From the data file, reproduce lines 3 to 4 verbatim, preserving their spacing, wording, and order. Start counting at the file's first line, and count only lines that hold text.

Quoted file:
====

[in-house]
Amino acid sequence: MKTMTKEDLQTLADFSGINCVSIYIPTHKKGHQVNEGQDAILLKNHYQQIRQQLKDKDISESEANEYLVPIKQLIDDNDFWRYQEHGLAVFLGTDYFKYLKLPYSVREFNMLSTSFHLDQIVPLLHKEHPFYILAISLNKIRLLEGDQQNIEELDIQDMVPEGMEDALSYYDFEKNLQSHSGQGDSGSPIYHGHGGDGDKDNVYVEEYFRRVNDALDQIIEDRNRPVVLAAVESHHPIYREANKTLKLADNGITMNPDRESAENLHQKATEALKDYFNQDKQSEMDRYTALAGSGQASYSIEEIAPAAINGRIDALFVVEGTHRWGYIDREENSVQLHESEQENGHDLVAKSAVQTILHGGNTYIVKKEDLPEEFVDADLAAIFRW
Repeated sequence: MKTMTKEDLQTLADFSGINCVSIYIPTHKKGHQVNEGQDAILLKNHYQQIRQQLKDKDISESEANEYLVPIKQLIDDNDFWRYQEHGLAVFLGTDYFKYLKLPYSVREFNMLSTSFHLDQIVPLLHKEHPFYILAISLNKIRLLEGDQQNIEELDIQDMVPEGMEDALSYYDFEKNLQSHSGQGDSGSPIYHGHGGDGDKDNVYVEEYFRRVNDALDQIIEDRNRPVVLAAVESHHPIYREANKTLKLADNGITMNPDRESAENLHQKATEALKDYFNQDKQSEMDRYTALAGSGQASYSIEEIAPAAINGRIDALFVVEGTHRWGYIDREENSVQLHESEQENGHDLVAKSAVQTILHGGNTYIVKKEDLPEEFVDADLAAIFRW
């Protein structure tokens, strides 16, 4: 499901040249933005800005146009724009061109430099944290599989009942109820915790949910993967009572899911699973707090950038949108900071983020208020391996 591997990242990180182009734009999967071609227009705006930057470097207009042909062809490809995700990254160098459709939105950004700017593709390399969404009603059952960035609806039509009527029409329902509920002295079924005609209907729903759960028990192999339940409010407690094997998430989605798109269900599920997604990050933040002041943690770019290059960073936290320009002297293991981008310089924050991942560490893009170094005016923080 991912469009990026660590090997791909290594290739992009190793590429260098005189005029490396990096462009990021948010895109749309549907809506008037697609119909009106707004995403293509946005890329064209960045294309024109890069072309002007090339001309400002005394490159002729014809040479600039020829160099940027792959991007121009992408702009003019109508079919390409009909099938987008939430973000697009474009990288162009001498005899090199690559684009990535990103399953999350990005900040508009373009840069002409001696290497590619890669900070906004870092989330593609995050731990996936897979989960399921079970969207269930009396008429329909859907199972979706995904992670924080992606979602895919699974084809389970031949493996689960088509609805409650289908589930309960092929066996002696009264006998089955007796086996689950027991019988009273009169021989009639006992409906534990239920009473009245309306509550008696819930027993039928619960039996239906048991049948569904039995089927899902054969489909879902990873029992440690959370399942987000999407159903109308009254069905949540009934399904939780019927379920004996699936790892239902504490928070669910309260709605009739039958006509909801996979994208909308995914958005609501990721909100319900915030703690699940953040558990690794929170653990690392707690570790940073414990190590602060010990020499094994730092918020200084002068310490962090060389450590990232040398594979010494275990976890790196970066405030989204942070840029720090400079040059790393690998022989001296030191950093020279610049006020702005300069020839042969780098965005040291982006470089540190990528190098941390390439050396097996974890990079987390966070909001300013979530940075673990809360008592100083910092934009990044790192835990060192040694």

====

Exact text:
Repeated sequence: MKTMTKEDLQTLADFSGINCVSIYIPTHKKGHQVNEGQDAILLKNHYQQIRQQLKDKDISESEANEYLVPIKQLIDDNDFWRYQEHGLAVFLGTDYFKYLKLPYSVREFNMLSTSFHLDQIVPLLHKEHPFYILAISLNKIRLLEGDQQNIEELDIQDMVPEGMEDALSYYDFEKNLQSHSGQGDSGSPIYHGHGGDGDKDNVYVEEYFRRVNDALDQIIEDRNRPVVLAAVESHHPIYREANKTLKLADNGITMNPDRESAENLHQKATEALKDYFNQDKQSEMDRYTALAGSGQASYSIEEIAPAAINGRIDALFVVEGTHRWGYIDREENSVQLHESEQENGHDLVAKSAVQTILHGGNTYIVKKEDLPEEFVDADLAAIFRW
């Protein structure tokens, strides 16, 4: 499901040249933005800005146009724009061109430099944290599989009942109820915790949910993967009572899911699973707090950038949108900071983020208020391996 591997990242990180182009734009999967071609227009705006930057470097207009042909062809490809995700990254160098459709939105950004700017593709390399969404009603059952960035609806039509009527029409329902509920002295079924005609209907729903759960028990192999339940409010407690094997998430989605798109269900599920997604990050933040002041943690770019290059960073936290320009002297293991981008310089924050991942560490893009170094005016923080 991912469009990026660590090997791909290594290739992009190793590429260098005189005029490396990096462009990021948010895109749309549907809506008037697609119909009106707004995403293509946005890329064209960045294309024109890069072309002007090339001309400002005394490159002729014809040479600039020829160099940027792959991007121009992408702009003019109508079919390409009909099938987008939430973000697009474009990288162009001498005899090199690559684009990535990103399953999350990005900040508009373009840069002409001696290497590619890669900070906004870092989330593609995050731990996936897979989960399921079970969207269930009396008429329909859907199972979706995904992670924080992606979602895919699974084809389970031949493996689960088509609805409650289908589930309960092929066996002696009264006998089955007796086996689950027991019988009273009169021989009639006992409906534990239920009473009245309306509550008696819930027993039928619960039996239906048991049948569904039995089927899902054969489909879902990873029992440690959370399942987000999407159903109308009254069905949540009934399904939780019927379920004996699936790892239902504490928070669910309260709605009739039958006509909801996979994208909308995914958005609501990721909100319900915030703690699940953040558990690794929170653990690392707690570790940073414990190590602060010990020499094994730092918020200084002068310490962090060389450590990232040398594979010494275990976890790196970066405030989204942070840029720090400079040059790393690998022989001296030191950093020279610049006020702005300069020839042969780098965005040291982006470089540190990528190098941390390439050396097996974890990079987390966070909001300013979530940075673990809360008592100083910092934009990044790192835990060192040694």